Foy stressed that this was not the same as getting a millage passed countywide or providing service countywide. It just meant that you had the opportunity to go to all the voters of the county and ask them to pass a millage to support the service you wanted to provide.
In contrast to Act 55, a recent amendment to Act 196 gives any political subdivisions that get included in an Act 196 transportation authority the opportunity to opt out:
(7) An authority that forms under this act on or after May 1, 2006 shall notify all political subdivisions or portions of any city, village, or township that are included in the authority that the political subdivision or portion of the political subdivision is included in the authority. The authority shall include in this notification notice of the right to withdraw from the authority under this section. The political subdivision or portion of the political subdivision that is notified has 30 days after receiving the notification to withdraw from the authority pursuant to subsection (5).
Taking the AATA and the city of Ypsilanti as an example, if the Washtenaw County board of commissioners were to vote to join the AATA under its existing Act 55 authority, the city of Ypsilanti (among others) would be included in that Act 55 authority. Any millage levied – in the city of Ypsilanti and across the county – would need to be approved by county voters. So Ypsilanti would have no choice about being in the authority, but voters would have a choice at the polls about whether to approve the associated millage. It’s possible to wind up with a countywide authority, but no funding source.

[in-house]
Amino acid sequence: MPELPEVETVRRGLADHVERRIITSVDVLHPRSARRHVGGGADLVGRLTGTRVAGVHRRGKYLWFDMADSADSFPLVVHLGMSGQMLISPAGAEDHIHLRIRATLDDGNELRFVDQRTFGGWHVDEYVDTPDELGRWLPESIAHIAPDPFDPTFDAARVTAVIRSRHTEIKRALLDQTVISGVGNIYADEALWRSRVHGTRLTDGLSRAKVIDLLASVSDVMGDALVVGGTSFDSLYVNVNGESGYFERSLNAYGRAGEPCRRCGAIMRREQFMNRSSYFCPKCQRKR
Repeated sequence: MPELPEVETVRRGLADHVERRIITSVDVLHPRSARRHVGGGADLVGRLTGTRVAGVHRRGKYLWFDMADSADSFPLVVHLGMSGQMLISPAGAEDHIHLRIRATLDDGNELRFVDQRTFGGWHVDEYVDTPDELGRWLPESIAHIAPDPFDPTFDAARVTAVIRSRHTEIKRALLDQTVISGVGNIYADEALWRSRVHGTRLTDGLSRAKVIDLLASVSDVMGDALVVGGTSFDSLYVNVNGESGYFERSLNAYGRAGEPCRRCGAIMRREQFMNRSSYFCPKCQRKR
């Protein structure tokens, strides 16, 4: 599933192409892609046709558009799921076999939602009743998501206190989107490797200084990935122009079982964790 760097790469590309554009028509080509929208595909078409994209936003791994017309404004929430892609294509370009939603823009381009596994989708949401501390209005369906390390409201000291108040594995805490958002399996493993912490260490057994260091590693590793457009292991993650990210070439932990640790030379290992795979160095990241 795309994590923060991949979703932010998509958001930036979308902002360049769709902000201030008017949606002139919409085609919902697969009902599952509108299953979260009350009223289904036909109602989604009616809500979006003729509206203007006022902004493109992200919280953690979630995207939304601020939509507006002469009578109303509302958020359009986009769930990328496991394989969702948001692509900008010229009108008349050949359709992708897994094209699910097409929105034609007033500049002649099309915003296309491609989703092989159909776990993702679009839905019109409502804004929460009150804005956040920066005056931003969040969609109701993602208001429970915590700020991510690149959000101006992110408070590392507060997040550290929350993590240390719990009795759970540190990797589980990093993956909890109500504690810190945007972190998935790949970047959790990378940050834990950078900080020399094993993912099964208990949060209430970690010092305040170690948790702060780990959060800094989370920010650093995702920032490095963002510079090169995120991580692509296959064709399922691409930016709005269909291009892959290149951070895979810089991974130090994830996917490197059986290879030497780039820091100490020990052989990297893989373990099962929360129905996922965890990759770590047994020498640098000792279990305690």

On the other hand, if the AATA first formed an Act 196 authority, and then the Washtenaw County board of commissioners voted to join the AATA under that new Act 196 authority, then the city of Ypsilanti (among others) would have to be property notified that it had been included, and would have 30 days to withdraw if it so chose. Withdrawing would mean that Ypsilanti voters would not be included in any ballot question on a millage related to that authority – because they wouldn’t be living within the area of the authority.
Technical Paths to Countywide Service
Attorneys Jerry Lax and Jeff Ammon laid out at least three different funding options for expanding AATA service.
Piecemeal Service Contracts
On this scenario, the geographic area of the legal authority would not change – it would remain the city of Ann Arbor. To add service to more areas of the county, the AATA would add contracts with individual municipalities, much as it does now. Into the mix was also thrown the possibility of contracting with Washtenaw County for service coverage in areas that did not otherwise have a contract with the AATA.
This approach illustrates that the service coverage area need not necessarily be the same as the geographic area defining a transit authority.